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Palantir

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Re: Should Repurchases be counted in FCF/yield per share?
« Reply #13 on: October 08, 2013, 04:44:34 PM »
Then you admit, it is an outflow.  To shareholders. 

Continuing shareholders, if they wish to "see" it, merely need to sell a few shares -- bringing their % ownership back to the prior level.

EDIT: Their choice of not selling any shares, thus not witnessing any cash, is similar to a shareholder who gets a dividend while enrolled in a DRIP plan.  He never sees a bump up in cash balance in his account, but he does see his % ownership of company earnings increase.  Same as with the buyback.

Both are merely return of capital to shareholders.

No, we are discussing continuing shareholders, not those that chose to sell back to the company. If you are a continuing shareholder, then you will never see the cash, and hence it is an outflow.

When the firm buys back stock, you will see an increase in CF down the line due to increased ownership, but that's because you are forgoing current flows in exchange for higher future cash flows. Since you're forgoing current flows, it would be incorrect to count them as yours.
« Last Edit: October 08, 2013, 04:48:11 PM by Palantir »
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Palantir

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Re: Should Repurchases be counted in FCF/yield per share?
« Reply #14 on: October 08, 2013, 04:46:09 PM »

It's value given to shareholders (essentially identical to a dividend).  IF you think the shares are overvalued, and the repurchase is a bad capital allocation decision, then the shares are too expensive and you shouldn't own them anyways.  If you already own the shares, then they're overvalued and it's time to sell.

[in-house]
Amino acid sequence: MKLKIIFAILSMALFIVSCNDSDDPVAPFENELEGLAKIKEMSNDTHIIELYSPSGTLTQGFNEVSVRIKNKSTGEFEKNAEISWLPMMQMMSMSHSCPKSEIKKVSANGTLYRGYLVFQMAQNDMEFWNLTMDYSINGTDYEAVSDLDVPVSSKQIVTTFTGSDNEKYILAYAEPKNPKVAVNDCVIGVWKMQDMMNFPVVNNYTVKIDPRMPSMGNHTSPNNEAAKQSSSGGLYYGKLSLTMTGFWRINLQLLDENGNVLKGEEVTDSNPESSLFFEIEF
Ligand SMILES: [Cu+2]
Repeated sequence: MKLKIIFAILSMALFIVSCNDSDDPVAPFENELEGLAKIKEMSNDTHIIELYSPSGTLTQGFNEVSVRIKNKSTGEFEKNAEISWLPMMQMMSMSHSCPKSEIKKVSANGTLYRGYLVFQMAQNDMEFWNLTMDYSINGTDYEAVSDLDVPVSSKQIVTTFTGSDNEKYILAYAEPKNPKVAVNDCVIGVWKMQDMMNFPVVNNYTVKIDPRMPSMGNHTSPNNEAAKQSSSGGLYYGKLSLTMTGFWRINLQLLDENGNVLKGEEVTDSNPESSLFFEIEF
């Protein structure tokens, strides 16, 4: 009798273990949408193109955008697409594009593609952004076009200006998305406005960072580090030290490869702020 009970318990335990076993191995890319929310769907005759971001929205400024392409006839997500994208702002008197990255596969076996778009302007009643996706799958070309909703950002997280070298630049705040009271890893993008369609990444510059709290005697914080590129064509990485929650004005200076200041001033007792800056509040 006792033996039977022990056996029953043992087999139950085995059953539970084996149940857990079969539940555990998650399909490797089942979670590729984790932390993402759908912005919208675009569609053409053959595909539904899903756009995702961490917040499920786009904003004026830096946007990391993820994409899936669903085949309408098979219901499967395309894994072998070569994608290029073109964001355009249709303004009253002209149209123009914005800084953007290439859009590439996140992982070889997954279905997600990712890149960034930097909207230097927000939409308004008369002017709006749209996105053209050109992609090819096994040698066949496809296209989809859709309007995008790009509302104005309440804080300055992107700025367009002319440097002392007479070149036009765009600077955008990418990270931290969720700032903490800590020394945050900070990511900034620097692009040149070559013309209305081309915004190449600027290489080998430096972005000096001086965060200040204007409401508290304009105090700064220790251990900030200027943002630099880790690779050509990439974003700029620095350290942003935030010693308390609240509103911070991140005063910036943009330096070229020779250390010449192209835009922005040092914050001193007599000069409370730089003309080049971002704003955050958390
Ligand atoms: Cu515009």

I'm not talking about whether it is value, but how to account for it during valuation.
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ERICOPOLY

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Re: Should Repurchases be counted in FCF/yield per share?
« Reply #15 on: October 08, 2013, 04:52:01 PM »
Then you admit, it is an outflow.  To shareholders. 

Continuing shareholders, if they wish to "see" it, merely need to sell a few shares -- bringing their % ownership back to the prior level.

EDIT: Their choice of not selling any shares, thus not witnessing any cash, is similar to a shareholder who gets a dividend while enrolled in a DRIP plan.  He never sees a bump up in cash balance in his account, but he does see his % ownership of company earnings increase.  Same as with the buyback.

Both are merely return of capital to shareholders.

No, we are discussing continuing shareholders, not those that chose to sell back to the company. If you are a continuing shareholder, then you will never see the cash, and hence it is an outflow.

You see the cash when you sell off the incremental % ownership.

I could ship you a set of knives packaged in a box.  You could tell me that you didn't get any knives, all you see is a box.  I tell you to open the box.

Palantir

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Re: Should Repurchases be counted in FCF/yield per share?